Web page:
By Daniel Kohn
By Imade Nibokun
By Arrissia Owen
By Lilledeshan Bose
By Sarah Bennett
By Adam Lovinus
By Jena Ardell
By Nate Jackson
Photo by Jessica CalkinsDuring the course of my 22 riveting years here on Earth, I've managed to learn a thing or two—how to make a mean batch of butterscotch haystacks and to do The Hustle—but I'm a little behind when it comes to "time management," as the kids say. So of course I waited until 5:30 p.m. on Halloween to get the necessary goods for my costume. "But it's 5:30 p.m. on Halloween," I reasoned to myself en route to the costume store. "I'm sure that everyone else in Orange County planned ahead and already has their costumes. I'm golden!" An hour later, as I finally reached the front of the check-out line and slapped down a can of orange hairspray-paint and tubes of red, white and blue face paint, the aging hippie cashier muttered, "Dressing up as a patriot?"
"Actually, I'm going to be David Bowie, circa Aladdin Sane," I growled. He looked more than a bit confused, so I added, "You know, kinda like Ziggy Stardust?" Still nothing. I forked over my credit card. He scanned it and offered, "Yeah, well, if that doesn't work out, you can always go as the Grateful Deadskull."
Craptastic! The 48-year-old Halloween-store cashier had failed to envision my retro costume. A bad omen, most definitely.
In retribution for my best friends' tireless commitment to designatedly driving my drunk ass all over Southern California for the past five months, I decided to do my part and offer myself as the sacrificial DD for the Hallowed eve. After painstakingly painting a blue-outlined, red lightning bolt across my white face and enlisting the efforts of Janine (dressed as the Makeout Bandit) and Marie (as a fabulous Lil' Red Riding Hood) to coif my hair into a hot pink (It was just the bottle cap that was orange! Ha!) mullet, we piled into the Civic of Love and sped off to the Red Room for some pre-party drinks.
Now, a note about red face paint: it looks fabulous! Except when you're in a red-lit room. Then you just look normal.
So it was no wonder that Blake the bartender—is it an unwritten rule that all bartenders dress as mulletted NASCAR fans on Halloween?—eyed me curiously from behind the bar. Or maybe it was just because I'd just ordered a pint. Of water.
Aching for some crazy downtown party action, the girls sucked down their drinks, and we headed up the street to The Madisonon Pine Avenue for a costume party thrown by SWYS Gallery, Seams and The Program.
Another note about red face paint: it looks amazing! Except when it's pouring rain outside. Then you just look like Carrie.
Regardless, as we descended down the stairs to The Madison in the basement, I was feeling pretty confident. I was, after all, a chick who had dressed as Aladdin Sane. And that's just hot. While I was waiting in line for another pint of water—this time with a lemon! Ooh!—a blond-wigged boy in a sky-blue oxford approached. "Hey! I was going to dress as David Bowie!" Recognition! I swooned.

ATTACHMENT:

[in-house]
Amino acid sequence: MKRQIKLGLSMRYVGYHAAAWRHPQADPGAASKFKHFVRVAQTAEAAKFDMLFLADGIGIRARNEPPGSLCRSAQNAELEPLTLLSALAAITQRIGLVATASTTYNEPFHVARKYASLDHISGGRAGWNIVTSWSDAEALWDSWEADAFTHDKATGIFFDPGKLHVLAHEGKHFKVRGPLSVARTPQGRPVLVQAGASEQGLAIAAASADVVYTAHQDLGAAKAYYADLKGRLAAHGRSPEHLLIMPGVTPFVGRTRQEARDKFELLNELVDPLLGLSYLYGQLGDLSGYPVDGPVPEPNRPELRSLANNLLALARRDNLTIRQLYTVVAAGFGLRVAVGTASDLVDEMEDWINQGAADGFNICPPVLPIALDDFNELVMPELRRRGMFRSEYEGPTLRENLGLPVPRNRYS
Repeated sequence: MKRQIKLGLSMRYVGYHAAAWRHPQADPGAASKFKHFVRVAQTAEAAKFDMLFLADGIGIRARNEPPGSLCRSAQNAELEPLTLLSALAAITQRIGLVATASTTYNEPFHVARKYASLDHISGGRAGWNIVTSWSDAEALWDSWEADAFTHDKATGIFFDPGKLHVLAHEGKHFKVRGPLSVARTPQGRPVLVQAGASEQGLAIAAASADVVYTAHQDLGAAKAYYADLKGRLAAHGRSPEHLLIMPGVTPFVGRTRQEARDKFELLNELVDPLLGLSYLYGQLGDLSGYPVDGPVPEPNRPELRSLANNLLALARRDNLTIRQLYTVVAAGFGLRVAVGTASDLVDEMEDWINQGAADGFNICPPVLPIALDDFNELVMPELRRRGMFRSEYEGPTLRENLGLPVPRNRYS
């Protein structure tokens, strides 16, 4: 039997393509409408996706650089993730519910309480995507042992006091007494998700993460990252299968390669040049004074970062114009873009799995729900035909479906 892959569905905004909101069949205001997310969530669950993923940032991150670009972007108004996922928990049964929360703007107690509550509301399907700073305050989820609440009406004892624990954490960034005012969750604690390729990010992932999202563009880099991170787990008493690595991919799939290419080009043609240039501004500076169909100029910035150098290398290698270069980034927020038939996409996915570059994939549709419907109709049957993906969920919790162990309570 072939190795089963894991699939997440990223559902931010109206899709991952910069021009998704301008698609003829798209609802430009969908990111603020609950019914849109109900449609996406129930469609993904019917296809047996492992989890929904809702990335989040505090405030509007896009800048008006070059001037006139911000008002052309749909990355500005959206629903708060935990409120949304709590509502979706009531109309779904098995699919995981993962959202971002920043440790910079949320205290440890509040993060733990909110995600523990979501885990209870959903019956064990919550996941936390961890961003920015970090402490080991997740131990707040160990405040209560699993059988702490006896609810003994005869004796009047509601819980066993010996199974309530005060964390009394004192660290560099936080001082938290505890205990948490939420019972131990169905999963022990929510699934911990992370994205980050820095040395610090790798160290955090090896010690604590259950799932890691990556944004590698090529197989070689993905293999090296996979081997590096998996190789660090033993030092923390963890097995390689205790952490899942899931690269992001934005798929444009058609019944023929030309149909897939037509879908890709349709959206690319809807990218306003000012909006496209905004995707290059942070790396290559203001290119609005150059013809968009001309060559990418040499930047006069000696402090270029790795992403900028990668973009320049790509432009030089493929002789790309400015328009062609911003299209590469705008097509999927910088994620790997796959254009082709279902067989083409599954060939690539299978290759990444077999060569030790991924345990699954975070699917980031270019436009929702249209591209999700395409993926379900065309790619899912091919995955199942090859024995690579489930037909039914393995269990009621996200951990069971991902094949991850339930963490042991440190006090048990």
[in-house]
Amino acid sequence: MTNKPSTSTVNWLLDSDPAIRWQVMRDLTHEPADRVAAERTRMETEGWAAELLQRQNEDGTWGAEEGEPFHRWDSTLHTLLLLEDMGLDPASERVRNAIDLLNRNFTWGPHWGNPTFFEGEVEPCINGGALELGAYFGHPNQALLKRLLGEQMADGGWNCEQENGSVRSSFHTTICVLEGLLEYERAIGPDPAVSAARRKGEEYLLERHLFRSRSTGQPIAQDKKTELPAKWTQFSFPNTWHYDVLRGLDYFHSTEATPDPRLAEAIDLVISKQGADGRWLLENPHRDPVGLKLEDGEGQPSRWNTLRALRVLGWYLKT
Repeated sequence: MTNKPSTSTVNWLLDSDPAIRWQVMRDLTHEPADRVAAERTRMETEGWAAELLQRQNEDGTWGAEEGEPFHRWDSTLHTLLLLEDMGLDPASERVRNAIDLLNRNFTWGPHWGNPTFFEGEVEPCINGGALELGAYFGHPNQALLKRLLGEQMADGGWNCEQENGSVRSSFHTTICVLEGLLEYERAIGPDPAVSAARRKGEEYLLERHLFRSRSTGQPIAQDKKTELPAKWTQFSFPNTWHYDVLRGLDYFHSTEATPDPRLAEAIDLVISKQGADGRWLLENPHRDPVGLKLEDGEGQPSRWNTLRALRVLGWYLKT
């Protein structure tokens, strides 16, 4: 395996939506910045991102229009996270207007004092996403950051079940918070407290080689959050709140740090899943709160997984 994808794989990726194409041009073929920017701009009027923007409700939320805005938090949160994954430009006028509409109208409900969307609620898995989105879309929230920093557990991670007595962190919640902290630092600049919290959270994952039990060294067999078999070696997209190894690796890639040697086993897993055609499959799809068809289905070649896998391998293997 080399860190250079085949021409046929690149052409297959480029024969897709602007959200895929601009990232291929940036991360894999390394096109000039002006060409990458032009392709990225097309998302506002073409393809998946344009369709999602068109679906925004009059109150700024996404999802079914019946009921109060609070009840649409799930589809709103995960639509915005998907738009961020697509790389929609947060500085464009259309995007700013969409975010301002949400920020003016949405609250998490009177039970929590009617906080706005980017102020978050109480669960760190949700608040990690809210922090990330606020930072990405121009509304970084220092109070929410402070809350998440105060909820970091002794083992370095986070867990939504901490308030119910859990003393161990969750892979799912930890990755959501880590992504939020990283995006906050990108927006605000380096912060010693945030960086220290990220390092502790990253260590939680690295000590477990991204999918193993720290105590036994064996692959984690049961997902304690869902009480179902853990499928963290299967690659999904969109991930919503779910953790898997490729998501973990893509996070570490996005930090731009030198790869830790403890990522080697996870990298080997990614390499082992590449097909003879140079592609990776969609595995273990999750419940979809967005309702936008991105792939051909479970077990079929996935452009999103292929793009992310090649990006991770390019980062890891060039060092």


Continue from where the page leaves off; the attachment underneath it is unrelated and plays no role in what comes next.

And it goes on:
"What a coincidence! But what did you decide to do instead?" I asked, coyly staring into his equally sky-blue eyes.
"Oh, this?" he said in an isn't-it-obvious? tone, pointing to his wig. "Well, I'm a heroin addict!"
Erm. Um. Ah. Well, shit: "How clever!?"
"No! Really," chimed his pal in a pirate costume, in an isn't-he-the-coolest tone. "He really is a heroin addict!"
"Really!" I caught my friends conveniently standing a few feet away, making their way through some midget-sized $7 Jack and Cokes, and began to walk over to them, bidding farewell to my afflicted new friend: "Well. I must say. You look fabulous!"
Fortunately, our final destination for the evening was not a dress-as-you-shoot-and-become-hooked-on costume party, but rather a cutely clever dress-as-you-drink party at a beachfront condo on Balboa Peninsula hosted by some UCLA sorority friends of our friend Natalie—who made a stunning red-suited Bloody Mary with a stalk of celery strapped to her arm.
Maybe we should've known something was awry when Nat phoned at 9:30 p.m. to ask if we could bring a stereo with us to the party—first rule of party-throwing: have a functioning stereo—but we were in no way prepared for the spectacle we encountered. See, there isn't much that can go wrong in a situation where sorority girls, a beachfront condoand a ton of alcohol is involved, except when that situation includes the much-too-sober father of one of the much-too-sloshed sorority girls, the same man who happens to not only own the condo—which also happens to have pissed-off, uninvited neighbors in units above and below—but who is also present at the party.
Still, the bash—puking waifs, poorly tapped keg, rude glares and all—wasn't so bad until round abouts 1:15 in the morning, when our hostess, Miss José Cuervo, was ordered by her father to get the kids to settle down. And so ensued a half-hour of "Hey, you guys! I'm not kidding! Shut the fuck up or my dad'll kick us out" followed by precisely 4.5 seconds of whispering, and so on. Anon.